What Does E-Discovery Mean In a Lawsuit and How Does It Affect You

E-Discovery, commonly known as electronic discovery, is the process of discovery in litigation or investigations dealing with information that is stored in electronic formats. This format is often referred to as electronically stored information, or ESI. ESI can reside on computer hard drives, data packs, in emails, text messages, IMs or other electronic media. Today, 90 percent of corporate, company, organizational information and records, reside in computer files as opposed to paper or hard copy.

The new Federal Rules of Civil Procedure (FRCP), amended in 2006, specifically address the processes involved in identifying, maintaining and producing ESI, in discovery procedures. Today, big data means massive databases of information, text, statistics, records, facts and other figures added to the roster of e-discovery materials, and the volume of computer data and files continues to grow ever larger.

Regulations have grown also, both federal and statewide, and include:

  • Version 3.0 of the PCI DSS
  • Computer Fraud and Abuse Act
  • Controlling the Assault of Non-Solicited Pornography and Marketing Act

Managing the massiveness of big data in e-discovery is quite a challenge. Law firms and litigation lawyers are required to wade through e-discovery information thoroughly and quickly. Litigation requires a prompt turnaround in document discovery, electronic or otherwise.

Often lawyers are given 30-days within which to complete the discovery process. At least 50 percent of litigation expenses are tied-up in reviewing documents. Fortunately cloud computing and the proprietary software applications have enabled thorough and timely searching and access for e-discovery and other purposes.

Data Breaches

Breaches in data security have been on the rise and since the Target incident in late 2013 there have been over 70 data breach class action lawsuits alone. Target itself is facing at least 3 class action lawsuits where consumers are claiming that Target was negligent and failed to maintain the safety and security of customer information, hence the theft of information from 40 million customers credit and debit cards.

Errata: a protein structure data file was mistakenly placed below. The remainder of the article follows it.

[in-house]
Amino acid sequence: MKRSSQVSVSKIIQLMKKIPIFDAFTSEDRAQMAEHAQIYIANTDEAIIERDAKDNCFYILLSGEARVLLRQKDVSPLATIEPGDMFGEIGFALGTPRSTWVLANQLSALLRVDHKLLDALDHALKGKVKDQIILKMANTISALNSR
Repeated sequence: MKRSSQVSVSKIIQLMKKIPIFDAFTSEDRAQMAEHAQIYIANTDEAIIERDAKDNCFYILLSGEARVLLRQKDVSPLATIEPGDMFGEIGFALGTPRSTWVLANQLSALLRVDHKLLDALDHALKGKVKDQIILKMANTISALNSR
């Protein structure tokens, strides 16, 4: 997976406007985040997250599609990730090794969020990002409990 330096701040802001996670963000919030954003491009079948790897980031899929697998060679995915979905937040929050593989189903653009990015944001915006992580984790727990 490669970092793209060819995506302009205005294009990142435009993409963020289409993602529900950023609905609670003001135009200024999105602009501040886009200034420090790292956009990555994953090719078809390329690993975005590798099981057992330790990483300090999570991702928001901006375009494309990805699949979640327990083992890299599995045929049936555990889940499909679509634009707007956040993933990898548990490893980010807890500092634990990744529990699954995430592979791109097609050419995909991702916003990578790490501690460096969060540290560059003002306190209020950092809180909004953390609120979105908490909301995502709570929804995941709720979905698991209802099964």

Breaches of information are generally a result of hackers, computer theft, employee theft or negligence. One way or the other, illegal access to customer, client, student or patient information is involved. The results of data breaches include identity theft.

Identity theft and data breach lawsuits are on the rise. Data breaches are not limited to internet-based transactions. They occur in brick-and-mortar retail stores also, both large and small, malls, universities, hospitals and healthcare centers, anywhere financial point-of-service payment systems reside. Some of the companies recently breached include Adobe, Target, Facebook, Sony PSN, Neiman Marcus and TJX, owner of TJ Maxx and Marshalls.

Records and Information Management Programs

Multiple lawsuits and litigation cases involving the improper management and production of ESI has resulted in massive fines for corporations. Failure to report financial transactions and a failure to respond, in a timely way, to a government request via email, are just 2 examples of corporations that suffered millions of dollars in compensatory and punitive fines. It has become a necessity for companies and organizations to build and maintain a records and information management (RIM) program.

RIM programs allow companies to systematize the saving, retention and eventual discarding, of unneeded, electronic records and information.

Some of these requirements include:

  • Corporate entities and others recognize the need to establish and maintain record retention requirements.
  • Accurate and timely, searches and retrievals are vital for core business activities, maintaining competitiveness and profitability.
  • Enforcement of a centralized quality assurance and governance policy that provides data security and integrity.

Retention of electronic files should also identify a time frame for their destruction. This can result in substantial savings on storage expenses while minimizing the risk of security breaches.

E-discovery in litigation must require:

  • Categorical and chronological searches
  • Thorough access to all data, emails, text messages, microfiche, photos, faxes – All access
  • All formats are accessible including: pdf, jpg, doc, docx, xls, xlsx, ppt, msg, txt, csv, xml, dat
  • Faster retrieval using advanced search and sort algorithms.

Retention scheduling

Lawsuits associated with identity theft, data and cyber-security breaches, medical liability and medical negligence accusations with only electronic medical records, employment discrimination where the court denied e-discovery via access to the defendant’s email, are all areas where e-discovery is mandatory if any discovery is to occur.